For the next Tokyo–Hong Kong segment, the crew received a weather briefing from a company representative, and filed an instrument flight rules (IFR) flight plan calling for a southbound departure from Haneda via the island of Izu Ōshima, then on airway JG6 to Hong Kong at flight level 310 (31,000 feet). The Boeing was commanded by captain Bernard Dobson, 45, from Dorset, described as a very experienced 707 pilot who had been flying the type since 1960.
At 13:42 the crew contacted air traffic control requesting permission to start the engines, and amending their clearance request to a visual meteorological conditions (VMC) climb westbound via the Fuji-Rebel-Kushimoto waypoints, which would take them nearer to Mount Fuji, possibly to give the passengers a better view of the landmark.
The aircraft began taxiing at 13:50 and took off into the northwest wind at 13:58. After takeoff, the aircraft made a continuous climbing right turn over Tokyo Bay, and rolled out on a southwest heading, passing north of Odawara. It then turned right again toward the mountain, flying over Gotemba on a heading of approximately 298°, at an indicated airspeed of 320 to 370 knots, and an altitude of approximately 16,000 ft (4,900 m), well above the 12,388 ft (3,776 m) mountain peak. The aircraft then encountered strong turbulence, causing it to break up in flight and crash into a forest.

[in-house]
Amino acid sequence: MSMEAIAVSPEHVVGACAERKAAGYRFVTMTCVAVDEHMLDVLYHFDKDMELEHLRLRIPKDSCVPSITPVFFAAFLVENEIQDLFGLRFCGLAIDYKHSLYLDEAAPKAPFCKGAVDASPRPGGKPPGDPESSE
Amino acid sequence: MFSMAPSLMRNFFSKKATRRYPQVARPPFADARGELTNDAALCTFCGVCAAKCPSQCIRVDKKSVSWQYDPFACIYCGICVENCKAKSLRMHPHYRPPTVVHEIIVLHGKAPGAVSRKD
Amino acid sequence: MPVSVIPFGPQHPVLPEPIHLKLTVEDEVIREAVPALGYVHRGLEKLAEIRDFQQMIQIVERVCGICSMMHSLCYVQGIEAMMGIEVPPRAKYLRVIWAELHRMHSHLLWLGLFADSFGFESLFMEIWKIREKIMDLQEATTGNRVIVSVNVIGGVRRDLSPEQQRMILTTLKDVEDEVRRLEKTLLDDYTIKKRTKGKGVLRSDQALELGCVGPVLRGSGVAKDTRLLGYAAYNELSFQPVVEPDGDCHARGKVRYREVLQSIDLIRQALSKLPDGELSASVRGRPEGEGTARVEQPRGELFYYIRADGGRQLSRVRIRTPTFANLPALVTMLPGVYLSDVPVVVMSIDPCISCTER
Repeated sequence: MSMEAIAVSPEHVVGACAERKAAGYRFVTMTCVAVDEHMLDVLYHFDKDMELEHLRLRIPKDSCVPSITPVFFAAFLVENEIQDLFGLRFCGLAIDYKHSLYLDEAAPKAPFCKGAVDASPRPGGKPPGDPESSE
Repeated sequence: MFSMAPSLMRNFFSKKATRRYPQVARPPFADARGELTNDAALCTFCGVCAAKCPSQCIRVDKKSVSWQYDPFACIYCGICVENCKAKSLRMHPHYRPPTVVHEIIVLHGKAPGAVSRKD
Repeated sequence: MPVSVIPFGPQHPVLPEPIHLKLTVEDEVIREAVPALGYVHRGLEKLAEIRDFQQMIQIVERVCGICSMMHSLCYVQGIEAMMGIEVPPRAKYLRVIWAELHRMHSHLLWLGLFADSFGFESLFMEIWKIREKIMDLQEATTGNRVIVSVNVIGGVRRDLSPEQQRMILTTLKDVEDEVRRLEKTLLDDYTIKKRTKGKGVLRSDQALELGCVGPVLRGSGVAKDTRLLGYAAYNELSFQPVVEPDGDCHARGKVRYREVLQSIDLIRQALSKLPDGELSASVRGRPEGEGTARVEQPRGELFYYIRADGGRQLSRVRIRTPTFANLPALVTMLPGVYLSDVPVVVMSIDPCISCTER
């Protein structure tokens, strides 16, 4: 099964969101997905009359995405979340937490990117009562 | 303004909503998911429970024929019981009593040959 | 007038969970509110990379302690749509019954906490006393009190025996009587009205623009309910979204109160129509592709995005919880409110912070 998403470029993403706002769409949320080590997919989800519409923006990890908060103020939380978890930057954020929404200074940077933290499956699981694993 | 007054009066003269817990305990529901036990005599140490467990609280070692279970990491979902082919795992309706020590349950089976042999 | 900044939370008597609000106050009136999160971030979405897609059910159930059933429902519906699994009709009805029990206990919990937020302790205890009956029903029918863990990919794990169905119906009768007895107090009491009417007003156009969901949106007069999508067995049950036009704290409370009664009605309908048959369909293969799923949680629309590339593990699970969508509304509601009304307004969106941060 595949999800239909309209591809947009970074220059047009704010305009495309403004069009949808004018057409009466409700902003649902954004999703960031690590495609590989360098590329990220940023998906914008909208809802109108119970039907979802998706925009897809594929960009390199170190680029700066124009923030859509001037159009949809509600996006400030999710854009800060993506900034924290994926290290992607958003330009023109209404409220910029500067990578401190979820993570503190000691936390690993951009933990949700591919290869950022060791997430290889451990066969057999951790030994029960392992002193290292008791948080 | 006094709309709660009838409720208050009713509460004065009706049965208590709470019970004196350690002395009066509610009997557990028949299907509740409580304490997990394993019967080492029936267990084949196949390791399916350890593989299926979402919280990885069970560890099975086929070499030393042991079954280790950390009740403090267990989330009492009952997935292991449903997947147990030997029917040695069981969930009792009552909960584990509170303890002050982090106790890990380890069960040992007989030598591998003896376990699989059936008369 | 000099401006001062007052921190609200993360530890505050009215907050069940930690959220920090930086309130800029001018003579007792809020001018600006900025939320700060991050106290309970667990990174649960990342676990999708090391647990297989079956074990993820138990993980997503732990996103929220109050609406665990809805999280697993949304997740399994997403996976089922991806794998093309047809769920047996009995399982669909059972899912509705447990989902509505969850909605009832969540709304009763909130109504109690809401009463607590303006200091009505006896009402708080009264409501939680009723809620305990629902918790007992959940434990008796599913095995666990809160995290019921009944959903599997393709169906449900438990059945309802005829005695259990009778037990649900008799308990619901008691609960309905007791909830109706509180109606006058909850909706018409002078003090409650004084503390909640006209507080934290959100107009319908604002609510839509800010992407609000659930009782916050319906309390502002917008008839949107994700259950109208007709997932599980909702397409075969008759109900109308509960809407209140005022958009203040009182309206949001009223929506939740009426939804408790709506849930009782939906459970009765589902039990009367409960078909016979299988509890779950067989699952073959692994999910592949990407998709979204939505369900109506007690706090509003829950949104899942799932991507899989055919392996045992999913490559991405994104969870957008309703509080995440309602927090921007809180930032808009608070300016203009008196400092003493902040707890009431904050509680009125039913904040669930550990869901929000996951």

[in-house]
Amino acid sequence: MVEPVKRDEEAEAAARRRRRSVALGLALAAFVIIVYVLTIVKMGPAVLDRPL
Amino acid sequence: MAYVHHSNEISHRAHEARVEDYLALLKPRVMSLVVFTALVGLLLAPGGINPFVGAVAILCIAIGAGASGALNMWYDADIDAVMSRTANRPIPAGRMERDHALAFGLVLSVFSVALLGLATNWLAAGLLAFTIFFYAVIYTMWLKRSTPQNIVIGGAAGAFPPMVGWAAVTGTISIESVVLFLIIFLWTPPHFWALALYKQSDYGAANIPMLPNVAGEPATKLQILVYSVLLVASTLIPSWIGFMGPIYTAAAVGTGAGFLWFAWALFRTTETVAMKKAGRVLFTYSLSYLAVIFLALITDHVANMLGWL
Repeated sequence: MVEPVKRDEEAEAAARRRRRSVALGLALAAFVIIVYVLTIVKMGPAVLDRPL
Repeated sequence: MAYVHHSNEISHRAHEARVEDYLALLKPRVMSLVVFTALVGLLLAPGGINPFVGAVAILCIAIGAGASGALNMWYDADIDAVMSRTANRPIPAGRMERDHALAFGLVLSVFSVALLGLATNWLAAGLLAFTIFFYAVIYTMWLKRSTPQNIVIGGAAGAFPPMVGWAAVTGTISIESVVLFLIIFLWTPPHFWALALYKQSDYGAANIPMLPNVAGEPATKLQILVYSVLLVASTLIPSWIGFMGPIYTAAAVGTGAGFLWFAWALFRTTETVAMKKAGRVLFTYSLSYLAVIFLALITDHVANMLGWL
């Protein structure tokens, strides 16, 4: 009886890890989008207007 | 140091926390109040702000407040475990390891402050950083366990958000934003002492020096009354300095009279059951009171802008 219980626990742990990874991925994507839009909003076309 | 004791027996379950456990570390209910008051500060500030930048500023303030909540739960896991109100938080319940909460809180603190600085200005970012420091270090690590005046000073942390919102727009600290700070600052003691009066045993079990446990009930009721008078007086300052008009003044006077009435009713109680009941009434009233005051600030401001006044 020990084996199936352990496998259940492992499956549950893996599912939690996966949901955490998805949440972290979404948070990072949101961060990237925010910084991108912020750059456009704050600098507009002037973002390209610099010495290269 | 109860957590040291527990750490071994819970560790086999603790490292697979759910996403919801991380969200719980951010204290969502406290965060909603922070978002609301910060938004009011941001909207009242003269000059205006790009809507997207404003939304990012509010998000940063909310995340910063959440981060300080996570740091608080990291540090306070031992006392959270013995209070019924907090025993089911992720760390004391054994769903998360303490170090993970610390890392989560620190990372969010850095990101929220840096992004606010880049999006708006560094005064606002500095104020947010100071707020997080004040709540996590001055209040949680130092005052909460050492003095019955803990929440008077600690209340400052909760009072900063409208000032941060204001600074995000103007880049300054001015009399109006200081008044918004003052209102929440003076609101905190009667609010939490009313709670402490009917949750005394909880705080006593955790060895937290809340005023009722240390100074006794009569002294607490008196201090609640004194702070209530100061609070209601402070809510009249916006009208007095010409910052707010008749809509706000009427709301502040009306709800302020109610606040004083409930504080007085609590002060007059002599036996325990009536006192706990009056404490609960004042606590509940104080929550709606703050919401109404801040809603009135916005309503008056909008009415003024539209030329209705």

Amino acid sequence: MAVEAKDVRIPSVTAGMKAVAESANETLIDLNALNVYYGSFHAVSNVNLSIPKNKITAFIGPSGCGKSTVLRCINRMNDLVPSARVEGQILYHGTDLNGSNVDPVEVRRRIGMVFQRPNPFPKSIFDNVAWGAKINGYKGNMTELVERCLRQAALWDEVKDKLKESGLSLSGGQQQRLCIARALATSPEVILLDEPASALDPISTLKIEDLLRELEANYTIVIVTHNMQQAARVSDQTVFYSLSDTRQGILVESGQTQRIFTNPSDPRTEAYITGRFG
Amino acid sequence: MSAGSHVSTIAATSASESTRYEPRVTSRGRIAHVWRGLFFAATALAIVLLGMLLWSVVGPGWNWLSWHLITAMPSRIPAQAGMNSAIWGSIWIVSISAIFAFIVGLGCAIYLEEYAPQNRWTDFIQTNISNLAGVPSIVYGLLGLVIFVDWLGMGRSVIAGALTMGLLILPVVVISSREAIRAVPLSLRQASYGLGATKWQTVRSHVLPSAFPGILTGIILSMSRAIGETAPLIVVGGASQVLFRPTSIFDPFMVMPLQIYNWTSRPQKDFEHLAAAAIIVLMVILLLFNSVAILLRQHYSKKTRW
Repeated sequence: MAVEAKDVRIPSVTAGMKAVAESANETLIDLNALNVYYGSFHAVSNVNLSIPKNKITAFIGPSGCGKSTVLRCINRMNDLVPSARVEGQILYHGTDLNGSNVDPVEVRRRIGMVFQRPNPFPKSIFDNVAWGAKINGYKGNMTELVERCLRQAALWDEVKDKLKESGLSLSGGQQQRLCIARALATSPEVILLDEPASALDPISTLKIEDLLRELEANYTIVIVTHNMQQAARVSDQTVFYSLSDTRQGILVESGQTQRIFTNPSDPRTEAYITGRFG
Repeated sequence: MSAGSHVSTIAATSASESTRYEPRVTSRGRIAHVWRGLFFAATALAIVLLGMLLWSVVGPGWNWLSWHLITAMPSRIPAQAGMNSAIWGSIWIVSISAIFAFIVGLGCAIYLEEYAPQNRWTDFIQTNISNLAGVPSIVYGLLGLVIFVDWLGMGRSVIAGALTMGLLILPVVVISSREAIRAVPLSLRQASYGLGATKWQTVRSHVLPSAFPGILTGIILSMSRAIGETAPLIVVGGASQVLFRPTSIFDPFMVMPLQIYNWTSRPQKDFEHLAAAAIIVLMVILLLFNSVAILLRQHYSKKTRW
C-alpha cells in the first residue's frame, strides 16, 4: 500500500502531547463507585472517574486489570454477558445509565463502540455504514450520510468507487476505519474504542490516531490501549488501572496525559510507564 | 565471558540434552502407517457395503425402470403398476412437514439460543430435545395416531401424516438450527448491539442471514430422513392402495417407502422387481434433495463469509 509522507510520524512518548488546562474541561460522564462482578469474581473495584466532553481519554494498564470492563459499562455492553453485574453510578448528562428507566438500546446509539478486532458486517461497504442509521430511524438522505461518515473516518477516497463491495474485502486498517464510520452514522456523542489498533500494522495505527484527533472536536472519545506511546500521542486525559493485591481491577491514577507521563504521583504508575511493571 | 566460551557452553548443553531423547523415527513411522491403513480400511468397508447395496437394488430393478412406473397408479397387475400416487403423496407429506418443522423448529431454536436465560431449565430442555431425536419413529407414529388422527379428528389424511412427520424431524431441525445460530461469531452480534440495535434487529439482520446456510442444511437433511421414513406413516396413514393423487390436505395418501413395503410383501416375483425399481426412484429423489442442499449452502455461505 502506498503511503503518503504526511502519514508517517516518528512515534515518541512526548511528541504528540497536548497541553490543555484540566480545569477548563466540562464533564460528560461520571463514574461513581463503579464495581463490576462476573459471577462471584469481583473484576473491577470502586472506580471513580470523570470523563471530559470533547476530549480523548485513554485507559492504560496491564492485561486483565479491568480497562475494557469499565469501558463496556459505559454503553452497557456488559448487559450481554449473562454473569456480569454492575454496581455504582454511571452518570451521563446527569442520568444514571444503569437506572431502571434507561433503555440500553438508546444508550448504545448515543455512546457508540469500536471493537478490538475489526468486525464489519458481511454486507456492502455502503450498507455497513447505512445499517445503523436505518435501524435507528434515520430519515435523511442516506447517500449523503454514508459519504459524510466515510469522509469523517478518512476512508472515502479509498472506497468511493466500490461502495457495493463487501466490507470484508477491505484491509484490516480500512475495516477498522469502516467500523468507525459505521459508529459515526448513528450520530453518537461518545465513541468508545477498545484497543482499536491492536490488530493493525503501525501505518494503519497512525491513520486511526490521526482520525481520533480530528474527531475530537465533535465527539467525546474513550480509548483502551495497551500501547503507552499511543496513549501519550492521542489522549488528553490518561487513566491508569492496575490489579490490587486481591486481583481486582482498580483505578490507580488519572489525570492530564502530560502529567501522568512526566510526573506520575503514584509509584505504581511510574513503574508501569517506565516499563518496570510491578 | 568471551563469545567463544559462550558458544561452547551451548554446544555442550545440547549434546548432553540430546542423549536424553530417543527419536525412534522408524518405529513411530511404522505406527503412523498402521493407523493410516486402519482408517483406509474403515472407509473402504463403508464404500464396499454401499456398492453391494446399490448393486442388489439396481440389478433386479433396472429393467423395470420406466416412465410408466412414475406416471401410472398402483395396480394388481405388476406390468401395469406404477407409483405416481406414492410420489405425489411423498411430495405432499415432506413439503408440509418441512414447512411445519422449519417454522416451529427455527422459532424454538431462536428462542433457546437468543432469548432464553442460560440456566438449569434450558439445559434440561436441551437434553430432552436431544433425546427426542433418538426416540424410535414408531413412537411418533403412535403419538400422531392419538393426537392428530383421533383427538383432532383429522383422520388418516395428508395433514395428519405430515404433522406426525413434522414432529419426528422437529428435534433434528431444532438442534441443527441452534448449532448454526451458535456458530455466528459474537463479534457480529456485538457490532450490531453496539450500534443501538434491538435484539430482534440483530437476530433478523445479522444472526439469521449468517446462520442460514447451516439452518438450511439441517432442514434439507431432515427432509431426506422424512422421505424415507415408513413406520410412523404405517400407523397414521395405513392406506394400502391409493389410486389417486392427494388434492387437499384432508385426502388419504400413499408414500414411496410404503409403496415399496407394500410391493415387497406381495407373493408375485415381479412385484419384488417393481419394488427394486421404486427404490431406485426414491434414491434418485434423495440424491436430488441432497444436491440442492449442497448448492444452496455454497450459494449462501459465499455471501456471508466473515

The aircraft left a debris field 16 km (10 mi) long. Analysis of the location of wreckage allowed the accident investigators to determine that the vertical stabiliser attachment to the fuselage failed first. It left paint marks indicating that it broke off the port side horizontal stabiliser as it departed to the left and down. A short time later, the ventral fin and all four engine pylons failed due to a leftward over-stress, shortly followed by the remainder of the empennage. The aircraft then entered a flat spin, with the forward fuselage section and the outer starboard wing breaking off shortly before impact with the ground.